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University of Canterbury 
“The University of Canterbury ENG ME! programme was the highlight of my university experience. I believe the program has a positive impact on engineering students in three key ways: to support students as they begin their studies; to provide a safe and fun social community; and to develop students’ professional skills.” – Abigail Field, referee. 


The University of Canterbury’s ENG ME! Programme struck the judges with its transformational nature, having lasting impacts on career trajectories and the way that engineering education is received, with the bonus of strong focus on diversity and inclusion. 

The ENG ME! peer mentoring program has transformed the first-year engineering experience at the University of Canterbury for our 1000+ first-year engineering students. The transition to university  from high school is a significant step, and our vision was to create an inclusive and supportive environment where all our students are able to develop into the best engineers they can be. Student retention and success improves if they have access to a supportive network. Developing a new peer mentoring program that was ‘Student led, Faculty enabled’ was a core component towards realizing our vision. This approach allows the students to constantly evolve the program, so it meets the needs of each new and unique cohort. Up to six students act as Mentor Leads and run the mentoring program. They are assisted by mentors (up to 60 engineering students), teaching assistants, academics and support staff. Mentor roles are highly sought after and attract a diverse range of students who wish to make a real difference in the lives of our first-year engineers. 

ENG ME! explicitly supports traditionally under-served students as seen in the special mentoring groups for women, Māori, Pasifika, international, and over 22 years old students in engineering. ENG ME! endeavours to help all students develop a feeling of belonging and inclusion in UC Engineering. The diversity of our mentors helps enhance this representation. In addition, we carefully train our mentors and leaders, for example LGBTQIA+ training was added in 2023.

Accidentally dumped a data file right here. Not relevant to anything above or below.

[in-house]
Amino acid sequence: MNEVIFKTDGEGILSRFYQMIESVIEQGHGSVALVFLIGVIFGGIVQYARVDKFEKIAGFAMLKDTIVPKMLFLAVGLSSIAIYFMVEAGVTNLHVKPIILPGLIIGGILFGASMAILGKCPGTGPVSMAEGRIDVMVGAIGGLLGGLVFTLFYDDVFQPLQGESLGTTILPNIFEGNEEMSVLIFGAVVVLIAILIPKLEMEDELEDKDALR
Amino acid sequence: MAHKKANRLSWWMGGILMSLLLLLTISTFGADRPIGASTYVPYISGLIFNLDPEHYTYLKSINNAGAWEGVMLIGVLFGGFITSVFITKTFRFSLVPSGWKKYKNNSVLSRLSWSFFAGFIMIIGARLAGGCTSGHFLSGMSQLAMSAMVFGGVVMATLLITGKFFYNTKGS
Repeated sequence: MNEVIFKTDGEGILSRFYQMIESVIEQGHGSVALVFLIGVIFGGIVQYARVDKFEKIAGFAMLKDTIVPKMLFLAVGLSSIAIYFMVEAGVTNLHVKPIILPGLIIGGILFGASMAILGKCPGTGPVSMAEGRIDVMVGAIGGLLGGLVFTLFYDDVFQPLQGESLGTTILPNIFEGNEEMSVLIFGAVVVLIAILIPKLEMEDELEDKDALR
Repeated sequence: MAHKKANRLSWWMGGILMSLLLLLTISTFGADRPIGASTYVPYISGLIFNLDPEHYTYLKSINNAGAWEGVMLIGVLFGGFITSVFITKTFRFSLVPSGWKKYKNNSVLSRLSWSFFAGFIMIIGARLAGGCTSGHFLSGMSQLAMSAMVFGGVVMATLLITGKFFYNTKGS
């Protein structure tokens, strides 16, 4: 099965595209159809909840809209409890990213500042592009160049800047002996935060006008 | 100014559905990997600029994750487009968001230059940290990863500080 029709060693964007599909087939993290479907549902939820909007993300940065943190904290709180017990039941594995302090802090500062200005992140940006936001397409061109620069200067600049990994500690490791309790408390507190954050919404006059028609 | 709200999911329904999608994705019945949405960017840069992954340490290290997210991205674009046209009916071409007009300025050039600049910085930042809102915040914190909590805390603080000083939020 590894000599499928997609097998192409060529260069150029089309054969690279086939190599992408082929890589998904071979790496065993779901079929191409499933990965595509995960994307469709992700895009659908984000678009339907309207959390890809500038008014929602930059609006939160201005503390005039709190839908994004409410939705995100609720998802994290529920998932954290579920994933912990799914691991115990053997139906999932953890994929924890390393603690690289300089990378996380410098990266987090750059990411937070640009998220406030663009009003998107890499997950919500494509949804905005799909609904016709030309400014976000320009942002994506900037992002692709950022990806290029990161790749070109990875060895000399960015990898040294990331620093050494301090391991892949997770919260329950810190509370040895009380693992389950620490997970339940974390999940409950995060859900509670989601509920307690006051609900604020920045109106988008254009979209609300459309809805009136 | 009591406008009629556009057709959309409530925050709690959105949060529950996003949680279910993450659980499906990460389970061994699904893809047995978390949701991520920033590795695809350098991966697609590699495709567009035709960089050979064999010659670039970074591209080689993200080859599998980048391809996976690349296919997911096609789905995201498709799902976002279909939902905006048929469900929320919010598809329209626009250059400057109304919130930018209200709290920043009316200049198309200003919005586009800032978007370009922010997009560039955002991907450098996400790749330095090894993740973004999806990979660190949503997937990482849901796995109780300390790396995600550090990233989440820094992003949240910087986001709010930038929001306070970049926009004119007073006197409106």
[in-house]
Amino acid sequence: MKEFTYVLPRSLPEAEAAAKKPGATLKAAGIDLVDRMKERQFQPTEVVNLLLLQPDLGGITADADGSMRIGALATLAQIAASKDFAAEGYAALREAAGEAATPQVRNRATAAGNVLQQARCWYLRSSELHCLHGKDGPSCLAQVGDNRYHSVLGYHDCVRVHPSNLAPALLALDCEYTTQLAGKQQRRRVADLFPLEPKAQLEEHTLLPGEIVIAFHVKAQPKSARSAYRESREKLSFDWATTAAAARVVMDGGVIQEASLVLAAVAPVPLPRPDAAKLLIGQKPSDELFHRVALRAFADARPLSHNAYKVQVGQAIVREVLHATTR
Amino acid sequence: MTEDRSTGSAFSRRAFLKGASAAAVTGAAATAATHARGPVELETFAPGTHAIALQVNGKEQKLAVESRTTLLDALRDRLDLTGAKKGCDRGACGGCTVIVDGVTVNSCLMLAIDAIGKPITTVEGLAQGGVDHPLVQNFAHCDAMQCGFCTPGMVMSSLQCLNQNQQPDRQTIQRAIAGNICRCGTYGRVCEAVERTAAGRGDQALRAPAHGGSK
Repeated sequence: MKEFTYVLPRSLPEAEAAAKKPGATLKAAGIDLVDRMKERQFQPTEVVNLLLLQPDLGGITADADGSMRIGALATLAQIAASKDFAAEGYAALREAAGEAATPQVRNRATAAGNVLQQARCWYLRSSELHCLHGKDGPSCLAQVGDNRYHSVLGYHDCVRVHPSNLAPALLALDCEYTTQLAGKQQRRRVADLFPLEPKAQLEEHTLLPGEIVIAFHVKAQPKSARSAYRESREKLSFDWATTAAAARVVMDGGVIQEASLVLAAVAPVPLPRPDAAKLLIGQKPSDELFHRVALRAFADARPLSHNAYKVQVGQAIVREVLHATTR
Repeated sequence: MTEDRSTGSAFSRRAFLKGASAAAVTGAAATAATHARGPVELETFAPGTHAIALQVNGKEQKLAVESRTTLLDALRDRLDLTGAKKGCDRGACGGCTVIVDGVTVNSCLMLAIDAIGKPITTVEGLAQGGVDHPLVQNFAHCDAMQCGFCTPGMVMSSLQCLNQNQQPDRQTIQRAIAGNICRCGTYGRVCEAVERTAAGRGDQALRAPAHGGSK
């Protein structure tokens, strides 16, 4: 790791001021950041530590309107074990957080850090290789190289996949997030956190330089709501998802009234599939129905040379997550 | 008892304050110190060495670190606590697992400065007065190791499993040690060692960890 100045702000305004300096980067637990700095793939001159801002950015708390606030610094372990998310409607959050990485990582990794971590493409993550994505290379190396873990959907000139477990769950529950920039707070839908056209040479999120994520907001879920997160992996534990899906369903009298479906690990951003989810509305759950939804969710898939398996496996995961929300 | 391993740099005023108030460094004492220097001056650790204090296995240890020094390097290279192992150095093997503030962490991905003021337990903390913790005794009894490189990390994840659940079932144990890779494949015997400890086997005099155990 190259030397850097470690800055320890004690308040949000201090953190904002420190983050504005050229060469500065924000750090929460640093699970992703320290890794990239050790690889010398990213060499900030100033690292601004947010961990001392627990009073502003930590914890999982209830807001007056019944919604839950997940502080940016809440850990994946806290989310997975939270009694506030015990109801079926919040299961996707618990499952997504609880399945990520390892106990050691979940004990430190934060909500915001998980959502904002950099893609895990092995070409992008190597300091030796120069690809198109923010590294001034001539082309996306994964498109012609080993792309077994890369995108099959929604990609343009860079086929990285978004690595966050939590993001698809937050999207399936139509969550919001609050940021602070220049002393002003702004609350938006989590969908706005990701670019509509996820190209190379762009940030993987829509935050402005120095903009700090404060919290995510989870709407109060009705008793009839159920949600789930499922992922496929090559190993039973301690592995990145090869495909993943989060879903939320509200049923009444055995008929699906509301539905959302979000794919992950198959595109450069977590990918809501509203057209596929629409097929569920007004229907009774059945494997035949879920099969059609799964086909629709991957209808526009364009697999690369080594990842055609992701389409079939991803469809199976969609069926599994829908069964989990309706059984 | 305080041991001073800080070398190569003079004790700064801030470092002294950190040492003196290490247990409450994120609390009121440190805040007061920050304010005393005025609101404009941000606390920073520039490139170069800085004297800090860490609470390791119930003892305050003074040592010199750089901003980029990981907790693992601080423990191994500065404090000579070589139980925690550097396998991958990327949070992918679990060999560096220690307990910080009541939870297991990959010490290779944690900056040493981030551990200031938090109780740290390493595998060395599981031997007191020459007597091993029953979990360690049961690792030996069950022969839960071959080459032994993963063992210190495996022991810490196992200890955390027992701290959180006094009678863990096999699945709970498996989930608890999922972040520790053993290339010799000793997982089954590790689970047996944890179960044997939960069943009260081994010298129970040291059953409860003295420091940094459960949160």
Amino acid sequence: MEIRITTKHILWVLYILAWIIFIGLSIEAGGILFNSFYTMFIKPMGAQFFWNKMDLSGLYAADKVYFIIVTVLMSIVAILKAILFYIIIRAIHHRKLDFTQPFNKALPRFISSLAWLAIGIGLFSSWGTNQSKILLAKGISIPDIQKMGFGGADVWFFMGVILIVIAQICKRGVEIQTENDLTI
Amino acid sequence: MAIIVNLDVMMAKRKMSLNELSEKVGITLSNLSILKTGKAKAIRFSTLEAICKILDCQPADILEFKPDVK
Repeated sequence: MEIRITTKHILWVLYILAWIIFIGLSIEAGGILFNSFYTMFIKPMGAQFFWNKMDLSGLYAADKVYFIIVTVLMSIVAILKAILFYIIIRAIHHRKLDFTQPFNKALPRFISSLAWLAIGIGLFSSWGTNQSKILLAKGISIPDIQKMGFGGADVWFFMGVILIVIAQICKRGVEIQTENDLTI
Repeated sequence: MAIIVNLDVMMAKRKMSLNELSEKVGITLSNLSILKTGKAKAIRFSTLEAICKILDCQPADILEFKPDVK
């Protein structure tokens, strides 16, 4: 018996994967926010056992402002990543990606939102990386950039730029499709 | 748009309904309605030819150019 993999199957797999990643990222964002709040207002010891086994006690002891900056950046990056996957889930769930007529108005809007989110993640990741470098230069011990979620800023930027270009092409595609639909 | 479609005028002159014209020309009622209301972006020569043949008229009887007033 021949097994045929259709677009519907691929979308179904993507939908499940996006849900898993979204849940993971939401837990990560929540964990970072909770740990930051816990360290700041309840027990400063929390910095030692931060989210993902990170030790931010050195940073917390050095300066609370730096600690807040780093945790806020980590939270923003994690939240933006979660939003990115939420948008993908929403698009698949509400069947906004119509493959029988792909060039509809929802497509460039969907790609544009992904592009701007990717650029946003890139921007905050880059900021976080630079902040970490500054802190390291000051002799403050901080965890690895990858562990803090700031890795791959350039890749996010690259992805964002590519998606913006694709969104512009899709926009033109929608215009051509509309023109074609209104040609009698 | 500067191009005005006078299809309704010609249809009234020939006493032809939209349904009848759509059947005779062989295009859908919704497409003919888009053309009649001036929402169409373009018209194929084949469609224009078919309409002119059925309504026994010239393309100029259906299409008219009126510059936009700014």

Part of the value of ENG ME! is that it allows real time feedback. If students are struggling with a course or deadline, this can be fed to the course coordinators via the mentors. Students then experience changes that benefit them, as opposed to simply reporting issues so the course can be improved for future years. This real time feedback also assisted in pivoting the program to ensure that our students who started during COVID lockdown (both national and international) were still able to form a sense of belonging to UC at a time when ensuring people felt connected, seen and supported was critical.


Not only does ENG ME! assist our first-year students as they begin their engineering journey, research shows that ENG ME! also impacts those who become mentors as it builds their leadership capabilities and inter-personal skills. By arming our engineering graduates with a wide range of skills, this prepares them to make a difference when they enter the industry. 

The way in which ENG ME! has engaged students, supported them, and helped them to grow as people and engineers is the pride of the Engineering Faculty at UC. We hope that the ENVI board can see the positive change we have made in engineering education and that they agree the ENG ME! program is growing inclusive, engaged, and inspired engineers who one day will be the leaders of engineering in New Zealand. 


Graduate Programme Pathway Evolution
Kerry Lee
University of Auckland
Smart Seeds
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